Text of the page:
At the end of September the US Food and Drug Administration (FDA) issued a final rule and draft guidance to revise its stance on the reporting of safety information arising in trials. Making the revisions was intended to speed review of safety information and protect trial participants.
In an interview with Outsourcing-Pharma, James Sawyer, CEO of Prism, highlighted two key elements of the revisions, the need to report: findings from epidemiological studies that suggest a significant risk to participants; and adverse reactions that occur at higher than expected rates.
Sawyer said both revisions are positive developments that will ultimately benefit patients. Even before the FDA detailed the revisions many companies will have already been reporting in these instances, said Sawyer, but it is good to standardise practices through written guidance.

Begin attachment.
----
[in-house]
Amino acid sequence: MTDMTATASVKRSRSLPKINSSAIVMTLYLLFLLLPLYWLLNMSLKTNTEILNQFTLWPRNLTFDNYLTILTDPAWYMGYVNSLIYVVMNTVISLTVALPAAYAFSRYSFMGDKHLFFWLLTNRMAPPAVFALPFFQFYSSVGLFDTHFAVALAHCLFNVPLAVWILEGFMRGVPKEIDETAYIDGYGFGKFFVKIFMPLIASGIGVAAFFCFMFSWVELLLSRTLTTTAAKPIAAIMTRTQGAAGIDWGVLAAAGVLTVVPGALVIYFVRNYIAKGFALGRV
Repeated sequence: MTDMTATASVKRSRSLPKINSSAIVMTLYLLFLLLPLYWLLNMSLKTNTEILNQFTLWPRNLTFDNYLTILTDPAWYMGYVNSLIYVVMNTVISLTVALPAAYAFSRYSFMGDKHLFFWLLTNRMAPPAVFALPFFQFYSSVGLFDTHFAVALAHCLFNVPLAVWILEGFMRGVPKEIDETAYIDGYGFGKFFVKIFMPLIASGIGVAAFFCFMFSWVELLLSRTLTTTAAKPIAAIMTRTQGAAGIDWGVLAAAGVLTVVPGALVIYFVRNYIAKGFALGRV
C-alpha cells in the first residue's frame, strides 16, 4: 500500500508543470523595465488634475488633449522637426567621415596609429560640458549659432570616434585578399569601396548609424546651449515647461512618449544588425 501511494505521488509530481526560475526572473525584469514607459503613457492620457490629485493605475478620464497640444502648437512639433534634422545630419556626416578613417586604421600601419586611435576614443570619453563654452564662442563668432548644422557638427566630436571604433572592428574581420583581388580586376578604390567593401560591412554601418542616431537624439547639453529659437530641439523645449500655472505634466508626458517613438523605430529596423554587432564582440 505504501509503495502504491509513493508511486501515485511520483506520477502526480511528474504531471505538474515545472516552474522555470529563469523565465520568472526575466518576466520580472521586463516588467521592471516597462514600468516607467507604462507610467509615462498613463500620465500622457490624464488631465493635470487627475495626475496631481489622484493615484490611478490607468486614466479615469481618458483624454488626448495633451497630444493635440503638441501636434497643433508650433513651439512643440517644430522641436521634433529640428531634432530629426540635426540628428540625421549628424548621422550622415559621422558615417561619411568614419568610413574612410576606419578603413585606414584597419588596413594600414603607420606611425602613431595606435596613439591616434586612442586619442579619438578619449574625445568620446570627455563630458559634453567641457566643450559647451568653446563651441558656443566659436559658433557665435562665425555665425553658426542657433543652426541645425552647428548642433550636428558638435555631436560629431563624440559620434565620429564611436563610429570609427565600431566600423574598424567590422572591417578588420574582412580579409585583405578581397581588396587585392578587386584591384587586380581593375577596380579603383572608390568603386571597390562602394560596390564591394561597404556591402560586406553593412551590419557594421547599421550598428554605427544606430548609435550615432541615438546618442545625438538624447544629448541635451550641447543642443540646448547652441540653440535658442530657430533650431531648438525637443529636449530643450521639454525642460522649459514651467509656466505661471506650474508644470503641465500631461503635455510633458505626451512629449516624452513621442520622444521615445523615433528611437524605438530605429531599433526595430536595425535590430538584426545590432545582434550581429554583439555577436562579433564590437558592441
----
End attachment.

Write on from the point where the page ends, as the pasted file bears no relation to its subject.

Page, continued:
In Europe requirements for reporting adverse events are a little different, said Sawyer. However, the global nature of the biopharm industry, and specifically the clinical trial sector, means companies will implement practices detailed by the FDA at their operations around the world.
Adopting national regulations at global operations drives harmonisation. Regulators are also seeking to formalise harmonisation, with revisions by the FDA intended to bring it more into line with the International Conference on Harmonization (ICH) and World Health Organization (WHO).
Sawyer spoke to Outsourcing-Pharma from Melbourne, Australia where he is representing UK-based Prism at AusBiotech 2010. In addition to operations in Nantwich, UK Prism has employees based in Switzerland.
From these locations Prism provides drug development consulting, such as drug safety literature reviews and annual safety reports, and medical marketing and communication services.